2/17/04 Cingular AT&T Wireless 10.5x $2,151
3/19/02 ALLTEL CenturyTel Wireless 10.1x $2,400
Average 9.4x $2,256
Source: Baird, June 2005 “Spectrum” Report

Considering these valuation multiples and the strong recent results, I believe an 8-10x EBITDA multiple applied to Midwest is a reasonable assumption. Midwest should be generating strong cash flow at current levels of profitability, and I estimate the Company will pay down approximately $25 million of debt by the time of a sale (last balance sheet I have seen published is as of 12/31/04).

Using EBITDA Multiple

($’s in Millions)
EBITDA (Low): $90.0
EBITDA (High): $100.0
Multiple (Low): 8.0x
Multiple (High): 10.0x
EV (Low): $720.0
EV (High): $1,000.0
Net Debt: $135.0
Equity Value (Low): $585.0
Equity Value (High): $865.0
Value to HCT @ 8% Ownership (Low): $46.8
Value to HCT @ 8% Ownership (High): $69.2

Using EV/Sub

($’s in Millions)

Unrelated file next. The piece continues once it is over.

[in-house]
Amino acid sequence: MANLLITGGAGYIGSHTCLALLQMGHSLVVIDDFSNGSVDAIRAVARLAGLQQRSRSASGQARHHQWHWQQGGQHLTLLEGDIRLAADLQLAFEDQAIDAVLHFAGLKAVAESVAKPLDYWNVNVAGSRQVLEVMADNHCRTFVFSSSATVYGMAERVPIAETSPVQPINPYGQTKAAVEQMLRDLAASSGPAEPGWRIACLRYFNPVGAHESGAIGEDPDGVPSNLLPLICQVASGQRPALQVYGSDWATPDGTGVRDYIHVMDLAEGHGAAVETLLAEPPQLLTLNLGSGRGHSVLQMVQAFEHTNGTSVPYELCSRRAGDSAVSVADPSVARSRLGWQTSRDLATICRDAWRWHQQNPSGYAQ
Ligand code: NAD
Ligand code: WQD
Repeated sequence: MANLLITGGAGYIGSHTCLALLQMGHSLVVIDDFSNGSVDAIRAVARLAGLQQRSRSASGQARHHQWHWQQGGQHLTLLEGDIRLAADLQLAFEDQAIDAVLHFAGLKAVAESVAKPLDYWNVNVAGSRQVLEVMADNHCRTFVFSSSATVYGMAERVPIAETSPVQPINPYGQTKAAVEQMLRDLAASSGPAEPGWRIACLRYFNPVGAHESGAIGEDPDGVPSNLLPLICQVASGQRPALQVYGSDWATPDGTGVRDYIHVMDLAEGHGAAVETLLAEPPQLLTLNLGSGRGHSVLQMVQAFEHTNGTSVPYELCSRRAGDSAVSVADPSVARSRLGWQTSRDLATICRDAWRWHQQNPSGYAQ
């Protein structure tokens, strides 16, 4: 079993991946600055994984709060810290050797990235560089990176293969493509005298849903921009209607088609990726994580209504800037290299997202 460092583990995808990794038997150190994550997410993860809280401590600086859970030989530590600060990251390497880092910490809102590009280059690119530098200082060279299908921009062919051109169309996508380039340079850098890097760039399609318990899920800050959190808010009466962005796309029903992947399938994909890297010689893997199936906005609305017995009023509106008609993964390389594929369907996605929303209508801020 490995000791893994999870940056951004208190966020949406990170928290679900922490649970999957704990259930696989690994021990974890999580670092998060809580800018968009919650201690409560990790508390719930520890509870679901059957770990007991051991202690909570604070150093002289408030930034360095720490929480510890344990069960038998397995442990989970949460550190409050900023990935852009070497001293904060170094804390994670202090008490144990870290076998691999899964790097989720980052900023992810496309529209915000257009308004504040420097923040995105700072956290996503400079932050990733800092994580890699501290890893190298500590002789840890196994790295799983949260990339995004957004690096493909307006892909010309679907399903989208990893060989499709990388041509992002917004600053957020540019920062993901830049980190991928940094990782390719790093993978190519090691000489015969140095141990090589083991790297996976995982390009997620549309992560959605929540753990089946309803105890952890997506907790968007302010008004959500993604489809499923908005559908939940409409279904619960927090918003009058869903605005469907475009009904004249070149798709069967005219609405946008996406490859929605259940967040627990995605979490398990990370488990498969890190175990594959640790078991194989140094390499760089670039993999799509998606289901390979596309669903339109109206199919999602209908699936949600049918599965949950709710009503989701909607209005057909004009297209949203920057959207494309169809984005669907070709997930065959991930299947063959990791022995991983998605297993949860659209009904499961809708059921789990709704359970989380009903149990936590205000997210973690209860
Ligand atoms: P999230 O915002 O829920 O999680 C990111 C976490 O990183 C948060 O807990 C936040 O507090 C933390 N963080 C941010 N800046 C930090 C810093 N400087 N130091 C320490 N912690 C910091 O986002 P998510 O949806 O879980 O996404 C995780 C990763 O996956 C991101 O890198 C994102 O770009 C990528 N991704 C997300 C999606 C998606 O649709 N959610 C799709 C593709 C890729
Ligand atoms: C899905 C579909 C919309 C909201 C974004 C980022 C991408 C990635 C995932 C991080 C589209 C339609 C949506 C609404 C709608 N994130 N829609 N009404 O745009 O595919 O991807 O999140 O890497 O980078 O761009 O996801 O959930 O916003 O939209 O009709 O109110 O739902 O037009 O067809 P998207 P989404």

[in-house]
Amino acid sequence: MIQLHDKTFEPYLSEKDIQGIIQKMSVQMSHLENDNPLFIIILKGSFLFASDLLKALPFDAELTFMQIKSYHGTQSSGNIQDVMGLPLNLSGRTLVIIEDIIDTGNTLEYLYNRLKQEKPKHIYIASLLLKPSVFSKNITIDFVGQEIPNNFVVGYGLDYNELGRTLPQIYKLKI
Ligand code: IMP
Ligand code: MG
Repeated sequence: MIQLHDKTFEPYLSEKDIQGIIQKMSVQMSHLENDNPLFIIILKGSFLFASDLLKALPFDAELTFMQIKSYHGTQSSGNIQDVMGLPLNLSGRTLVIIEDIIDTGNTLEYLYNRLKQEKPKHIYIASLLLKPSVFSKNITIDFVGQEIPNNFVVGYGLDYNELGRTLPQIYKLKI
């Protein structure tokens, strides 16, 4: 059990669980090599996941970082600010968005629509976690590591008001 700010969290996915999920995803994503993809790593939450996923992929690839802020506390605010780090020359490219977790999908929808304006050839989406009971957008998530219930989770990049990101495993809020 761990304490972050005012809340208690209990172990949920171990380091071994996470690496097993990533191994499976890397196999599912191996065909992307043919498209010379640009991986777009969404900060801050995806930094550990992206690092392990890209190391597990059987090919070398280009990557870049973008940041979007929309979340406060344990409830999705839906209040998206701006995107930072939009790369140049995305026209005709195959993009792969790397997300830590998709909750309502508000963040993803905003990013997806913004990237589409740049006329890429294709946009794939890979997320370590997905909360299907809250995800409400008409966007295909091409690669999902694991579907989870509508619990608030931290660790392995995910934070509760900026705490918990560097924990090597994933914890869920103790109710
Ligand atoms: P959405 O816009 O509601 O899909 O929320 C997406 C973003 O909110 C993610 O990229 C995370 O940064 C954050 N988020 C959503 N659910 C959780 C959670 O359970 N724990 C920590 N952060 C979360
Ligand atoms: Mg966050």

Current Subscribers: 415,000
EV/Sub (Low): $1,800
EV/Sub (High): $2,400
EV (Low): $747.0
EV (High): $996.0
Net Debt: $135.0
Equity Value (Low): $612.0
Equity Value (High): $861.0
Value to HCT @ 8% Ownership (Low): $49.0
Value to HCT @ 8% Ownership (High): $68.9


Current Total Enterprise Value

In order to compare our sum of the parts analysis to the current valuation, it is necessary to calculate the current total enterprise value of the Company.

The Company has investments in a number of ancillary businesses that produced $482K of “Other Income” for the Company last year. Rather than assigning an EBITDA multiple to these, I have taken them out of the enterprise value at their book value of $3.3 million (Note: these investments are categorized as “Other Assets” on the Balance Sheet).

The Company also owns long-term CD’s, investments in the public stock of other telecommunications companies, Rural Telephone Bank stock and CoBank stock worth in aggregate $7.5 million which I take out of Enterprise Value. I calculate the current TEV of Hector as follows:

$’s in Millions
Cash: $21.6
Investments, Affiliates: $3.3
Other L-T Investments (CD’s, etc.) $7.6
Debt $55.0
Net Debt $22.6